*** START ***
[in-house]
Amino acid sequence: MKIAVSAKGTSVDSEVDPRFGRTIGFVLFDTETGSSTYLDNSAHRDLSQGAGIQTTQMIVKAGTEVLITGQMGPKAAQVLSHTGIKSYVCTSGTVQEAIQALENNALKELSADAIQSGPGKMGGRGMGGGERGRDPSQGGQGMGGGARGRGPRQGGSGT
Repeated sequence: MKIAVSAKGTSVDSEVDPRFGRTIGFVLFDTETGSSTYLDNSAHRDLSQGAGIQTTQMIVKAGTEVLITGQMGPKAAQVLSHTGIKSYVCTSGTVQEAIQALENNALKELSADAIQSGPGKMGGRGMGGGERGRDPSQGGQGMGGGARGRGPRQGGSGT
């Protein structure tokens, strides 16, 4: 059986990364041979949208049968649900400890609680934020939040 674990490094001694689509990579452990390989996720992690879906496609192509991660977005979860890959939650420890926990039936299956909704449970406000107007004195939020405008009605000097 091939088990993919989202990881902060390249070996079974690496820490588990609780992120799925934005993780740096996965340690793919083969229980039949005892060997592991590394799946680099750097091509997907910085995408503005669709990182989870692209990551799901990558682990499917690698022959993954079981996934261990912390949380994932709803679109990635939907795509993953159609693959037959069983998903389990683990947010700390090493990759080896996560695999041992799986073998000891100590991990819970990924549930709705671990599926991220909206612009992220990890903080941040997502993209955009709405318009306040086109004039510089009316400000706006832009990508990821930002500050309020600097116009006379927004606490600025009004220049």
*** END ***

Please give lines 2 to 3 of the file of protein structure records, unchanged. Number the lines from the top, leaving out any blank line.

Amino acid sequence: MKIAVSAKGTSVDSEVDPRFGRTIGFVLFDTETGSSTYLDNSAHRDLSQGAGIQTTQMIVKAGTEVLITGQMGPKAAQVLSHTGIKSYVCTSGTVQEAIQALENNALKELSADAIQSGPGKMGGRGMGGGERGRDPSQGGQGMGGGARGRGPRQGGSGT
Repeated sequence: MKIAVSAKGTSVDSEVDPRFGRTIGFVLFDTETGSSTYLDNSAHRDLSQGAGIQTTQMIVKAGTEVLITGQMGPKAAQVLSHTGIKSYVCTSGTVQEAIQALENNALKELSADAIQSGPGKMGGRGMGGGERGRDPSQGGQGMGGGARGRGPRQGGSGT